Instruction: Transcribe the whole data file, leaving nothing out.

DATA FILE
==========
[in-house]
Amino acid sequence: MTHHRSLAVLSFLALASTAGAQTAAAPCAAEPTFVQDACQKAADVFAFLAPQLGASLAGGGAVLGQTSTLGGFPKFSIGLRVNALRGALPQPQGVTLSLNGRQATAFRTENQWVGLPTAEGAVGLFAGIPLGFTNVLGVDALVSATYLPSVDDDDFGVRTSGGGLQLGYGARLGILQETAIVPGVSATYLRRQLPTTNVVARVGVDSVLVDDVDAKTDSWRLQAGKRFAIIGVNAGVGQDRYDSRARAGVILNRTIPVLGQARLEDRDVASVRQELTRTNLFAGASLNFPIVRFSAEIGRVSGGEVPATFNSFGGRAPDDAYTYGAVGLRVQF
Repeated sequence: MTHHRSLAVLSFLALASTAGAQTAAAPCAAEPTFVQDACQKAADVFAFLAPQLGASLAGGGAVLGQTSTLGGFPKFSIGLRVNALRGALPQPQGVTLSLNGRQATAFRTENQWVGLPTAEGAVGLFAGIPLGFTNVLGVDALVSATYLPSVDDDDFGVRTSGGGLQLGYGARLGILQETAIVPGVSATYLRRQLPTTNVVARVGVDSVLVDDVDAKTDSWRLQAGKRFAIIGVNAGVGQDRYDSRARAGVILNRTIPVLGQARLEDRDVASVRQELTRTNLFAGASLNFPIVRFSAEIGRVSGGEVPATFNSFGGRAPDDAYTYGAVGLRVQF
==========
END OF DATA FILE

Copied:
[in-house]
Amino acid sequence: MTHHRSLAVLSFLALASTAGAQTAAAPCAAEPTFVQDACQKAADVFAFLAPQLGASLAGGGAVLGQTSTLGGFPKFSIGLRVNALRGALPQPQGVTLSLNGRQATAFRTENQWVGLPTAEGAVGLFAGIPLGFTNVLGVDALVSATYLPSVDDDDFGVRTSGGGLQLGYGARLGILQETAIVPGVSATYLRRQLPTTNVVARVGVDSVLVDDVDAKTDSWRLQAGKRFAIIGVNAGVGQDRYDSRARAGVILNRTIPVLGQARLEDRDVASVRQELTRTNLFAGASLNFPIVRFSAEIGRVSGGEVPATFNSFGGRAPDDAYTYGAVGLRVQF
Repeated sequence: MTHHRSLAVLSFLALASTAGAQTAAAPCAAEPTFVQDACQKAADVFAFLAPQLGASLAGGGAVLGQTSTLGGFPKFSIGLRVNALRGALPQPQGVTLSLNGRQATAFRTENQWVGLPTAEGAVGLFAGIPLGFTNVLGVDALVSATYLPSVDDDDFGVRTSGGGLQLGYGARLGILQETAIVPGVSATYLRRQLPTTNVVARVGVDSVLVDDVDAKTDSWRLQAGKRFAIIGVNAGVGQDRYDSRARAGVILNRTIPVLGQARLEDRDVASVRQELTRTNLFAGASLNFPIVRFSAEIGRVSGGEVPATFNSFGGRAPDDAYTYGAVGLRVQF